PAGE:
By RYAN WHITNEY Public Information Officer
“The role of emergency department medical director has a direct impact on the care and treatment our patients receive when they come through the ER, and we are excited to welcome Dr. Azer into our community and hospital,” said Bobby McCullough, Memorial Satilla Health CEO. “The volume of admissions we get from our emergency room makes it the front door of the hospital for most of our patients, and his unique experience as both a physician, nurse and technician makes him the perfect person to provide our community with the care they deserve.”
Originally from Cairo, Egypt, Azer first obtained an MD in 1997. After moving to the United States in 2000, had to restart his medical career as a Telemetry Technician in 2002. He then went on to obtain his Bachelors of Science in Nursing from University of Medicine and Dentistry of New Jersey’s School of Nursing.
While working as a nurse from 2006-2009, he also put himself through medical school at New York College of Osteopathic Medicine, with a residency at St. Joseph Regional Medical Center.
After completing his residency, he began working in emergency medicine at a health system in Albany, Ga.
“It has been a long road, but caring for people is what I always wanted to do, and my experience working in various parts of the medical field has opened a lot of doors for me and helped me think globally about the care I provide,” Azer said. “I understand that nurses are the backbone of care that we provide, because I have seen and experienced that first touch they have with patients.”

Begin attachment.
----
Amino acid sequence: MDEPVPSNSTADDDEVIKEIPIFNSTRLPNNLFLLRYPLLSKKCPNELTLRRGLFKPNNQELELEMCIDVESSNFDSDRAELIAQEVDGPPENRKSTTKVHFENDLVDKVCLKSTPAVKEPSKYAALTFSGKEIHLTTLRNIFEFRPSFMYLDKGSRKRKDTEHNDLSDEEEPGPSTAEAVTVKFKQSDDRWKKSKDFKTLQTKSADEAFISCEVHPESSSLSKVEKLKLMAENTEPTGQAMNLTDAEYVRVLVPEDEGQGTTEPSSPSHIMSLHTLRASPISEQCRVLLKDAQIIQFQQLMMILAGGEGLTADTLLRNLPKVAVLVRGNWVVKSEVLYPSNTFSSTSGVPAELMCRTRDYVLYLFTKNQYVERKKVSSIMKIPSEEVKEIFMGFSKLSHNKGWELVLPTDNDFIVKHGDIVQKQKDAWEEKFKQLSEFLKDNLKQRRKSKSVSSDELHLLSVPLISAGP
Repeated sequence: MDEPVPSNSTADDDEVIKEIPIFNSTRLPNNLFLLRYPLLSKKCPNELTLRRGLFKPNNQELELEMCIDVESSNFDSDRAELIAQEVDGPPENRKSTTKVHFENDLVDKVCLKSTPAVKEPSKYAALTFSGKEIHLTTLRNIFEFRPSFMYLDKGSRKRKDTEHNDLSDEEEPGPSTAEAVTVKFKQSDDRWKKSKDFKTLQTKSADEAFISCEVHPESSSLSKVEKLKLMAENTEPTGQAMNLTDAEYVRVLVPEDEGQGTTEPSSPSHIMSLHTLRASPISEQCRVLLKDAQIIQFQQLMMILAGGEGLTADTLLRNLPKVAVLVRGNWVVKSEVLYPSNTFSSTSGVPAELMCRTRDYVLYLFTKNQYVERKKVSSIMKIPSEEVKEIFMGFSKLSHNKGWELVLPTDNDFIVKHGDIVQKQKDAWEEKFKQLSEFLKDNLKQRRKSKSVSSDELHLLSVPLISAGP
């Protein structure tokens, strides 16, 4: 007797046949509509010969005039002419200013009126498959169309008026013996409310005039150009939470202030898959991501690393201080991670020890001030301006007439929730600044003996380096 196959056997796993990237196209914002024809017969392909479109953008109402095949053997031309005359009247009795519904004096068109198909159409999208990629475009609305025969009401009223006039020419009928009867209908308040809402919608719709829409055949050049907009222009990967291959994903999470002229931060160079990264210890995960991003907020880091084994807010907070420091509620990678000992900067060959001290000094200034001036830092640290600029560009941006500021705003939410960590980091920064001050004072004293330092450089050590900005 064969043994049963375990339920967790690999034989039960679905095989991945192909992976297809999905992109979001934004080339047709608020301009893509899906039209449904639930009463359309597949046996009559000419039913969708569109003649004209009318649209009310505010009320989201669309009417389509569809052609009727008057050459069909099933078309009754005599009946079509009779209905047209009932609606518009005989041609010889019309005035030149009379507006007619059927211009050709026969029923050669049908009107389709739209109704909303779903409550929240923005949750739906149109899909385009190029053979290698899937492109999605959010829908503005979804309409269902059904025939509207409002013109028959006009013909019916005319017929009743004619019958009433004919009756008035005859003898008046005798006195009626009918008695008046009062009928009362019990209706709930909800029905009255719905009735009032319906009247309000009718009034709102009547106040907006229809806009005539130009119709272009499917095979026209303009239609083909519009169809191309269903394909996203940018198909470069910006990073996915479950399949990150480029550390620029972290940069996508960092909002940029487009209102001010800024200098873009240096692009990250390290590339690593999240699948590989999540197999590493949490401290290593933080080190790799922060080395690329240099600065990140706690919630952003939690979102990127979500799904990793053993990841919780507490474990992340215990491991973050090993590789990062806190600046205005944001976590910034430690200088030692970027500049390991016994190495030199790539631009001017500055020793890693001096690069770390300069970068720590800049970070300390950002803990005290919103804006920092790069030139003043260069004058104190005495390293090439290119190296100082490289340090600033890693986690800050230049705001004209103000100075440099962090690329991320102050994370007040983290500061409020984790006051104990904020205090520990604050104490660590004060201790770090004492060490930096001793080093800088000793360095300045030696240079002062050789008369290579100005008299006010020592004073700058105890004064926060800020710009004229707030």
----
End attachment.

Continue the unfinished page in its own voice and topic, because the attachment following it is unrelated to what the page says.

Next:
While his interest in the medical field was always present, the death of a family member from misdiagnosis of diabetes helped motivate him down that path.
Driven by the urge to help and prevent people from dying from something that was preventable, he said the amount of schooling he endured, both in Egypt and the United States, helped make him a more well-rounded physician.
“It gave me a greater appreciation for the personal connection that nurses form with the patients, and I try to keep that in mind. Nurse’s priorities are different from physicians, and that whole-person mentality has helped me improve my bedside manner and how I interact with patients and nurses,” said Azer.
As the lead physician in the emergency department, this appreciation for the nurse role will not only help build a more cohesive unit, but also further improve the care provided to patients. The prospect of improving the quality of care is what Azer is most excited for.
“Our ER here is great, but we want to be better, and to do that we need to grow our team and put an emphasis on quality and dedication from all team members. I am excited for the challenge to make our quality of care even better and grow make the community eager to come here when they need us,” Azer said. “Operationally, we need to be a cohesive team and we need to treat the patients like they are family. If we can build this culture of treating patients like they are our family, our mothers, our fathers, brothers and sisters, we can make this ER a department that people are comfortable coming to for care.”